we will hear from john mccain, a senior senator on the armed services committee and in a moment, dick durbin from illinois. john mccain says if he was in charge, he would arm the kurds, organize bombing of is positions in syria as well as iraq and, also, offer immediate train to go iraqi forces. in other words, according to senator mccain, there is no leadership on this issue coming from the white house. >> decisions have consequences, and the consequences of our failure to leave a residual force and our announcement that we are leaving the area in a vacuum of leadership especially in that part of the world, we are paying a price for it. >> not surprisingly democrats are hitting back. dick durbin, the majority whip in the senate from illinois saying that the white house has planned a careful strategy for iraq designed to make sure there is no escalation. in fact, dick durbin said i can tell you escalation is not in
the cards. >> neither the american people or congress are in the bids of wanting to escalate this conflict beyond where it is today. i think the president made it clear this is a limited strike. he has, i believe, most congressional support for that at this moment . to go beyond is really going to be a challenge. >> one footnote, the state department issuing late word on sunday saying that the connell sulate inner benefit bill and the embassy in baghdad are sending diplomats to secret locations in order that they be safer than they are right now. state department says the consulate and the embassy is still open for business but with the diplomats gone, it means their work will be slowed down. >> john terrett in washington. christopher swift at georgetown university has been keeping a close eye on the unfolding situation in iraq. he says the u.s. will probably do even more to help fight the islamic state group. >> i think the big game changer for isis in northern iraq was their seizure of mosul and their abilitity to get their hands on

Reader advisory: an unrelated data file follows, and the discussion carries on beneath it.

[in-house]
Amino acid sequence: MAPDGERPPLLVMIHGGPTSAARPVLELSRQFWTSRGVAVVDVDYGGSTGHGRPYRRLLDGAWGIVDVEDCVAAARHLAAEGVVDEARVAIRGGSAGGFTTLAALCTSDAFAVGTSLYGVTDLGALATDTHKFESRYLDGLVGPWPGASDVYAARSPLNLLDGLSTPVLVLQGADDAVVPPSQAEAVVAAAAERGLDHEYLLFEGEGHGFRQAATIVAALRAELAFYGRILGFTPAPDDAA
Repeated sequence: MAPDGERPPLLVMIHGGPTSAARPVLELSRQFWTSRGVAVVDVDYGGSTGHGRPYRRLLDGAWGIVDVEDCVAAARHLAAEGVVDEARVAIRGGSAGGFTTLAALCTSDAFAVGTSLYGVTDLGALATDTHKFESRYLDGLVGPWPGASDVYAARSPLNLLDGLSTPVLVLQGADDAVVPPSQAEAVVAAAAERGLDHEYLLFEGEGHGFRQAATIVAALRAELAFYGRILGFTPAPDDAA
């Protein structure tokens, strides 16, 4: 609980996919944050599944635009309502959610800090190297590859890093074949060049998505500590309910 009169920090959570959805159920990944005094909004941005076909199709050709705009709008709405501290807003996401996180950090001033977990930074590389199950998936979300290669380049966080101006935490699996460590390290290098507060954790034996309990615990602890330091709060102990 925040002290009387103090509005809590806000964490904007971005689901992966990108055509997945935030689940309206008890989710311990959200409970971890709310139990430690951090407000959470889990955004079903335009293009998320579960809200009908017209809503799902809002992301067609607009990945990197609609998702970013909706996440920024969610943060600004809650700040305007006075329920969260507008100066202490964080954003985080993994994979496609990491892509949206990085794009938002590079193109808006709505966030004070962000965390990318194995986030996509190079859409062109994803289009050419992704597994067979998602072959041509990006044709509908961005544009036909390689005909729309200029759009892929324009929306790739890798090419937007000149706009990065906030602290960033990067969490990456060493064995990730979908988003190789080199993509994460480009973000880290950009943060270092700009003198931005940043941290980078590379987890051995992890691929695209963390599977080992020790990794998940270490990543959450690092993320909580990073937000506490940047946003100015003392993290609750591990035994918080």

heavy art illery and other u.s. military equipment that was left behind. >> that's been the game changer in just the last few weeks. yes, the iraqis areability form a new government and, even if it is a coalition government that brings in sunnis and kurds and is an effective government, they are still months away from making the kind of changes in the iraqi military that they had need to make in order to go after a ruthless, riz i willient and determined ad verse satisfactory like isis. it's likely other regional act orders will have a role to play in this crisis for the weeks and months to come. >> at least one person subpoena dead in fighting in the eastern ukrainian city of donetsk. the ukrainian military is advancing on the city, trying to drive out pro-russian separatists. the fighters say they want a ceasefire, but the ukrainian government says they will agree only if the separatists surrender their arms. many residents of the city fleeing the fighting are headed to moscow. those left behind are cut off from food, water, medicine and electricity and in need of
humanitarian aid. our emma hayward has more from slovyansk. >> reporter: they are being given their orders for the day ahead, receiving mug shots of people that the police want to find. each day, the station receives almost 100 calls from residents reporting crimes committed during separatist rule. there is a new man in charge of the police force which was chased out of slovyansk when the separatists arrived. >> the police never had to deal with such a situation. we are used to work in peaceful times. now, we are living in post-war times. both policemen and citizens need psychological help. for months, we were under occupationtion there was a constant threat of killing or kidnapping, especially for civilians. >> the police try to deal with the alleged crimes of